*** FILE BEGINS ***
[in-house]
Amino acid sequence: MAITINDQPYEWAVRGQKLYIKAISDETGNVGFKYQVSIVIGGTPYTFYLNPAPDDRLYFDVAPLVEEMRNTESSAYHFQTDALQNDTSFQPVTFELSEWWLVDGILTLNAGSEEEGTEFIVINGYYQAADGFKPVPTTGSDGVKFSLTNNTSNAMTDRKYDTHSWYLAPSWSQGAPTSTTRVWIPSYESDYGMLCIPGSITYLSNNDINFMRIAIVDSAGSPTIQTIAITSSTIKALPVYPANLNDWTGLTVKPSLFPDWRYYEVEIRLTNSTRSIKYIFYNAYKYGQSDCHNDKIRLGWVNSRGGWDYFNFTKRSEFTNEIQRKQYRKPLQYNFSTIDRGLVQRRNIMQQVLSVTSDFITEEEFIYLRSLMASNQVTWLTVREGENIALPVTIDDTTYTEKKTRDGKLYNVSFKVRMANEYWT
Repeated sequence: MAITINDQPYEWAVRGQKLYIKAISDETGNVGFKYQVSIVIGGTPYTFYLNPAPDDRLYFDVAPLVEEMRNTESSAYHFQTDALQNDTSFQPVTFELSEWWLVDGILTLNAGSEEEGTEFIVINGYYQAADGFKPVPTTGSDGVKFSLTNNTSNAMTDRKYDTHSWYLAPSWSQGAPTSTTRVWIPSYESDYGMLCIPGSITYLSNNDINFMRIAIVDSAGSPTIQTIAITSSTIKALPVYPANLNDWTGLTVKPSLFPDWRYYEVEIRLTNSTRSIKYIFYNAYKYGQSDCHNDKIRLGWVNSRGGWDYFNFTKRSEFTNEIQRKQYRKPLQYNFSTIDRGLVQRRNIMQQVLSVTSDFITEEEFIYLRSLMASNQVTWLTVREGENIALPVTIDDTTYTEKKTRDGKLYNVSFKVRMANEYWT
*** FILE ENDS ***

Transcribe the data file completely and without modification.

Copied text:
[in-house]
Amino acid sequence: MAITINDQPYEWAVRGQKLYIKAISDETGNVGFKYQVSIVIGGTPYTFYLNPAPDDRLYFDVAPLVEEMRNTESSAYHFQTDALQNDTSFQPVTFELSEWWLVDGILTLNAGSEEEGTEFIVINGYYQAADGFKPVPTTGSDGVKFSLTNNTSNAMTDRKYDTHSWYLAPSWSQGAPTSTTRVWIPSYESDYGMLCIPGSITYLSNNDINFMRIAIVDSAGSPTIQTIAITSSTIKALPVYPANLNDWTGLTVKPSLFPDWRYYEVEIRLTNSTRSIKYIFYNAYKYGQSDCHNDKIRLGWVNSRGGWDYFNFTKRSEFTNEIQRKQYRKPLQYNFSTIDRGLVQRRNIMQQVLSVTSDFITEEEFIYLRSLMASNQVTWLTVREGENIALPVTIDDTTYTEKKTRDGKLYNVSFKVRMANEYWT
Repeated sequence: MAITINDQPYEWAVRGQKLYIKAISDETGNVGFKYQVSIVIGGTPYTFYLNPAPDDRLYFDVAPLVEEMRNTESSAYHFQTDALQNDTSFQPVTFELSEWWLVDGILTLNAGSEEEGTEFIVINGYYQAADGFKPVPTTGSDGVKFSLTNNTSNAMTDRKYDTHSWYLAPSWSQGAPTSTTRVWIPSYESDYGMLCIPGSITYLSNNDINFMRIAIVDSAGSPTIQTIAITSSTIKALPVYPANLNDWTGLTVKPSLFPDWRYYEVEIRLTNSTRSIKYIFYNAYKYGQSDCHNDKIRLGWVNSRGGWDYFNFTKRSEFTNEIQRKQYRKPLQYNFSTIDRGLVQRRNIMQQVLSVTSDFITEEEFIYLRSLMASNQVTWLTVREGENIALPVTIDDTTYTEKKTRDGKLYNVSFKVRMANEYWT